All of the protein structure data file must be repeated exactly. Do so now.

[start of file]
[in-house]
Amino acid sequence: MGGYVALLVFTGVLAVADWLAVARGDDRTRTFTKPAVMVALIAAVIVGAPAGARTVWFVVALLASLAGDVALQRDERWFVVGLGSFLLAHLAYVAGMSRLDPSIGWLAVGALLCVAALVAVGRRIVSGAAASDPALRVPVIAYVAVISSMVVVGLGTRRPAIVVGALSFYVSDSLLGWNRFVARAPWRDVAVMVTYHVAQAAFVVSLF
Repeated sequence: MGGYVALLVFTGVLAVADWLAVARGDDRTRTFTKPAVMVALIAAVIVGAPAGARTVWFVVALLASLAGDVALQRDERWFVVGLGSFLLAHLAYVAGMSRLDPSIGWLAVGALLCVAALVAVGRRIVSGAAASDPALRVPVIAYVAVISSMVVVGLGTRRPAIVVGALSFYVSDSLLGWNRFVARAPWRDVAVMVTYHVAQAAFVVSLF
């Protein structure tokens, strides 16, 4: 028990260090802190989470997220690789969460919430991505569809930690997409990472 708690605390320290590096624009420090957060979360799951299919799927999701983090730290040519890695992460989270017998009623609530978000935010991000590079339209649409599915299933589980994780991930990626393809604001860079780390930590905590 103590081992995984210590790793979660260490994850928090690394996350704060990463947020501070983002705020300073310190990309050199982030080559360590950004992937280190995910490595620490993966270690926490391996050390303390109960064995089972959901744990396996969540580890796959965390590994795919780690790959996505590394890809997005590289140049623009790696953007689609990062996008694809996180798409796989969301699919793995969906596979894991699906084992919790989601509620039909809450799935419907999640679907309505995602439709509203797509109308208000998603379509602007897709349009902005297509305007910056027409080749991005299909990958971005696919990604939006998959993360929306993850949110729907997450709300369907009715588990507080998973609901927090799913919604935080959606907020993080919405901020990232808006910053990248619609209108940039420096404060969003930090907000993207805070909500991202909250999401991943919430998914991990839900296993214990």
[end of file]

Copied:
[in-house]
Amino acid sequence: MGGYVALLVFTGVLAVADWLAVARGDDRTRTFTKPAVMVALIAAVIVGAPAGARTVWFVVALLASLAGDVALQRDERWFVVGLGSFLLAHLAYVAGMSRLDPSIGWLAVGALLCVAALVAVGRRIVSGAAASDPALRVPVIAYVAVISSMVVVGLGTRRPAIVVGALSFYVSDSLLGWNRFVARAPWRDVAVMVTYHVAQAAFVVSLF
Repeated sequence: MGGYVALLVFTGVLAVADWLAVARGDDRTRTFTKPAVMVALIAAVIVGAPAGARTVWFVVALLASLAGDVALQRDERWFVVGLGSFLLAHLAYVAGMSRLDPSIGWLAVGALLCVAALVAVGRRIVSGAAASDPALRVPVIAYVAVISSMVVVGLGTRRPAIVVGALSFYVSDSLLGWNRFVARAPWRDVAVMVTYHVAQAAFVVSLF
């Protein structure tokens, strides 16, 4: 028990260090802190989470997220690789969460919430991505569809930690997409990472 708690605390320290590096624009420090957060979360799951299919799927999701983090730290040519890695992460989270017998009623609530978000935010991000590079339209649409599915299933589980994780991930990626393809604001860079780390930590905590 103590081992995984210590790793979660260490994850928090690394996350704060990463947020501070983002705020300073310190990309050199982030080559360590950004992937280190995910490595620490993966270690926490391996050390303390109960064995089972959901744990396996969540580890796959965390590994795919780690790959996505590394890809997005590289140049623009790696953007689609990062996008694809996180798409796989969301699919793995969906596979894991699906084992919790989601509620039909809450799935419907999640679907309505995602439709509203797509109308208000998603379509602007897709349009902005297509305007910056027409080749991005299909990958971005696919990604939006998959993360929306993850949110729907997450709300369907009715588990507080998973609901927090799913919604935080959606907020993080919405901020990232808006910053990248619609209108940039420096404060969003930090907000993207805070909500991202909250999401991943919430998914991990839900296993214990």